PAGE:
Antimicrobial resistance (AMR) is a global problem hindering treatment of bacterial infections, rendering many aspects of modern medicine less effective. AMR genes (ARGs) are frequently located on plasmids, which are self-replicating elements of DNA. They are often transmissible between bacteria, and some have spread globally. Novel strategies to combat AMR are needed, and plasmid curing and anti-plasmid approaches could reduce ARG prevalence, and sensitise bacteria to antibiotics. We discuss the use of curing agents as laboratory tools including chemicals (e.g. detergents and intercalating agents), drugs used in medicine including ascorbic acid, psychotropic drugs (e.g. chlorpromazine), antibiotics (e.g. aminocoumarins, quinolones and rifampicin) and plant-derived compounds. Novel strategies are examined; these include conjugation inhibitors (e.g. TraE inhibitors, linoleic, oleic, 2-hexadecynoic and tanzawaic acids), systems designed around plasmid incompatibility, phages and CRISPR/Cas-based approaches. Currently, there is a general lack of in vivocuring options. This review highlights this important shortfall, which if filled could provide a promising mechanism to reduce ARG prevalence in humans and animals. Plasmid curing mechanisms which are not suitable for in vivo use could still prove important for reducing the global burden of AMR, as high levels of ARGs exist in the environment.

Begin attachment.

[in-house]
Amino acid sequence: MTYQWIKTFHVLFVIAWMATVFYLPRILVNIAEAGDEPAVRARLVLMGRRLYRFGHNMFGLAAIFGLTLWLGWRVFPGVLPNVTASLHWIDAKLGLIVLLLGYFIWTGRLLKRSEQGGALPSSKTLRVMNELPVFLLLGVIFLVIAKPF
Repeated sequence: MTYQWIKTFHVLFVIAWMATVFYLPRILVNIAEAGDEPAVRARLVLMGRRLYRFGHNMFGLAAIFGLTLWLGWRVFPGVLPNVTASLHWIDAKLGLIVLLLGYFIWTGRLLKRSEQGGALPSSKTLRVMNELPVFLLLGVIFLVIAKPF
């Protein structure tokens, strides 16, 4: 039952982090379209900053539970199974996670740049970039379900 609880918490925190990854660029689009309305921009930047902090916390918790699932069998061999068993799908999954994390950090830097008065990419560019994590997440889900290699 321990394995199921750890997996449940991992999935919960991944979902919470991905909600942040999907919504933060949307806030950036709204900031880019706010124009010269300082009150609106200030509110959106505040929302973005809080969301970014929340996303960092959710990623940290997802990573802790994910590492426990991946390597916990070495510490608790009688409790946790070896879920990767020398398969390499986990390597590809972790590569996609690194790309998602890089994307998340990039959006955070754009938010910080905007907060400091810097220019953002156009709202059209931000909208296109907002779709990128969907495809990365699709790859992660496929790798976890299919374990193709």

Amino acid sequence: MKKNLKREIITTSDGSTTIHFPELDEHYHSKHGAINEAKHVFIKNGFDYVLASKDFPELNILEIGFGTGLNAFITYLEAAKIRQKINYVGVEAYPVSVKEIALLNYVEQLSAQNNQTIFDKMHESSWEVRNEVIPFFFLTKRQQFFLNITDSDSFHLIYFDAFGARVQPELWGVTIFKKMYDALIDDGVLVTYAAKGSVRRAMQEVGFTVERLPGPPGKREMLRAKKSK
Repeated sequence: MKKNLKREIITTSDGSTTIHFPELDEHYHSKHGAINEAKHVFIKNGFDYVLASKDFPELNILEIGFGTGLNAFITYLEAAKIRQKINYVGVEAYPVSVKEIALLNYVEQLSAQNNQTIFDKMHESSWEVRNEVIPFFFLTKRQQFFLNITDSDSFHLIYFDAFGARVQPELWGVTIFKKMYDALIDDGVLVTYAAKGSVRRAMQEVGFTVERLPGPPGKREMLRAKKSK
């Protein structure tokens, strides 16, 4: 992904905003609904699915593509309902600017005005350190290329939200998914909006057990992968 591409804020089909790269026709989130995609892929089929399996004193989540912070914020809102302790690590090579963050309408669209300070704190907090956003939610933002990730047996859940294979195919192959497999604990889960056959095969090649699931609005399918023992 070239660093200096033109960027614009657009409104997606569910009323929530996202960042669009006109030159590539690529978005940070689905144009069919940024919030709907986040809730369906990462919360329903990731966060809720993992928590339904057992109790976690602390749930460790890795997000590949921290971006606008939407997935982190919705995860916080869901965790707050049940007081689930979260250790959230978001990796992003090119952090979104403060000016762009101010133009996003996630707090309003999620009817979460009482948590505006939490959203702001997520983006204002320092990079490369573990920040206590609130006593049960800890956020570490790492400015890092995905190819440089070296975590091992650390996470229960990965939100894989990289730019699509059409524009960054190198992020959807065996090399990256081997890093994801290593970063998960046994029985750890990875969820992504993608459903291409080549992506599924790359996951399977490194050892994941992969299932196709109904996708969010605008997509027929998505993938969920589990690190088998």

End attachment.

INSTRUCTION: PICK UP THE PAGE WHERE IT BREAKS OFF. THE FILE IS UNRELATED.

Source and further reading: FEMS Microbiology Reviews